The city of Paris was once again graced with the presence of a group of self-proclaimed "galoots" on the return swing from Valence, Beaune, and the surrounding regions. Don Cornutt, Bob Fleming, and their friend Ed came over for dinner on Tuesday. We got to hear, first-hand, first off, all the stories from their 10-day trip, hot off the press.
But of course, we didn't just sit there empty-handed talking about Châteauneuf-du-Pape and Chambolle-Musigny, we opened a bottle of
NV Jean Vesselle Brut "Oeil de Perdrix" - I was still overheated and hyperactive from stewing and chopping and blending, but immediately calmed down and fell under the spell of this pale, pale pink champagne. On the nose, gooseberries and raspberries, and in the mouth a certain fullness, with light red fruit, brioche, and an elegant, harmonious overall structure. Definitely a wine I'll be seeking out again.
When we sat down to eat, there was a crisis. What wine to drink with chestnut soup? Maybe something red, but then that would leave our two white possibilities by the wayside. There was a stalemate, as the gentlemen, in their gentlemanly fashion, gave the lady her choice. Only the lady ran off to the kitchen and said she'd make the next choice...
A committee must have decided, because the wine was good, but didn't find its soulmate in chestnut soup...
1999 Châteauneuf-du-Pape white - Clos des Papes - Deep yellow, full-bodied, and stunningly austere white Châteauneuf. Comes at you head on with an imposing, delicious nose of exotic flowers and apricots. But it was too cold (damn my fridge...) and on the palate, seemed a little dominated by its minerality and a bitter backbone. The chestnut soup was not its friend.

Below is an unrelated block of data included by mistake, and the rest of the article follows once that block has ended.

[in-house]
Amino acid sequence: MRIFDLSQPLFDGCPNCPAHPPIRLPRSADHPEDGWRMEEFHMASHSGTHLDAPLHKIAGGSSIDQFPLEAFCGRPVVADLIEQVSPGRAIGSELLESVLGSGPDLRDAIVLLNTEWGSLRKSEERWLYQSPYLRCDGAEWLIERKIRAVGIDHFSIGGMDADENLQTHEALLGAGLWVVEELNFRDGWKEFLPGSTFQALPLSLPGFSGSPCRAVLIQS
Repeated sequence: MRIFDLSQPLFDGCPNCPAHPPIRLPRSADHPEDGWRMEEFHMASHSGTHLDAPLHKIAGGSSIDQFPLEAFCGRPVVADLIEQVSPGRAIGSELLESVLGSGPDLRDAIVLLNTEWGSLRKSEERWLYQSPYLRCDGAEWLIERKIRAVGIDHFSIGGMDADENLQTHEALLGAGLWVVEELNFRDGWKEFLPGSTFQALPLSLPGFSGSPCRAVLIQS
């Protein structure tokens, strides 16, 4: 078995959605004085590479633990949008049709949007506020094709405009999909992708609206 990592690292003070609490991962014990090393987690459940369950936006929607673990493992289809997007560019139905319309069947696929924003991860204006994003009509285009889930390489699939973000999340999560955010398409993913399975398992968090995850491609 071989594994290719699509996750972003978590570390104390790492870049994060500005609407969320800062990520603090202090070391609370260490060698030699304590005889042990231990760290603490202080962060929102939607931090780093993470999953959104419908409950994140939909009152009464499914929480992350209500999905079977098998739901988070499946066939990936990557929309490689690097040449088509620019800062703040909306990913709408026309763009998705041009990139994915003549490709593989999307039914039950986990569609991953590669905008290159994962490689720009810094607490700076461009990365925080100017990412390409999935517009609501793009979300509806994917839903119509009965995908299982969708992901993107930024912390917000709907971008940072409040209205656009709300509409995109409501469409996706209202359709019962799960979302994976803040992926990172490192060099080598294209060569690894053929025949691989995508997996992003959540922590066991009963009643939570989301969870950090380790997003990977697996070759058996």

Coda: there was a glass left and we tasted it the next day, and it seemed less austere and more supple...
After we had finished the soup and tasted, on a lark, the 2000 Vouvray sec - Cathelineau, which I'd opened to use in my sauce for the veal dish - to Arnaud's indignation, which is why it showed up on the table as a side-guest. Not a good match for the soup, and also not a good year in its "sec" incarnation. We'd tried the 1990 sec this summer and it was delicious, but two other bottles of the 2000 sec from that producer were tired, not up to speed.
So we moved on to the main course, a blanquette de veau au paprika with mashed potatoes.
There were three reds on the mantlepiece from the "galoots." I had been forewarned that there was one I was not allowed not to choose. Trepidation! Was it...
1990 Château Figeac - Mature Bordeaux in a dusky, deep fullness. Complex things going on, spice, prunes, compoted black cherries, smoky and torrefied notes, and evolving on the palate, and in the glass.
And just when I thought I had tasted the wine of the night, we opened a
1987 Ridge Monte Bello - Oh... oh, my. Wait... hold on... I'll get back to you in a second... my intellectual functions are on hold and some deeper, hedonistic cortex has taken over. Yes - its deep, mature complexity and evolution on the palate stopped me in my tracks. I couldn't hide a half-ashamed smile at being so visibly smitten. This is a great wine. Aged beautifully, with compoted fruits and tobacco, smoky elements and a hint of dusky rose, just too much going on for me to keep my wits about me. I hate to admit it, but I kept coming back for more - and each time I was as bowled over as with the first sip.
I fetched the cheese platter, which included Mont d'Or, époisses, saint-marcellin, a small, pungent Portuguese cheese similar to a maroilles, and an ashy, cylindrical goat cheese sainte-maure.
We opened another wine.
1999 Pommard 1er cru "Pézerolles" - de Montille. Youngish (especially compared to the two previous wines), but starting to open up into interesting, complex pinot fruit. Not at all in the austere vein I had often heard in descriptions of Montille's reds (the only other experience I'd had with his wines was the delicious Puligny-Montrachet "Cailleret" described in a tasting note about 10 days ago... shared with the same culprits as here...). The Pommard "Pézerolles" was an elegant, if not powerful expression of its terroir.
And last, with the desserts, which were apple, pear-walnut, rhubarb, and gooseberry-pistachio tartlets, we opened a bottle of
NV Roederer Brut. To me, this was something of a come-down after the delicious Jean Vesselle "Oeil de Perdrix". Classic, mineral champagne with citrus and brioche notes.
And then it was getting late... Unfortunately, the fellows had an early morning flight, so it was bonsoir and hopefully à bientôt!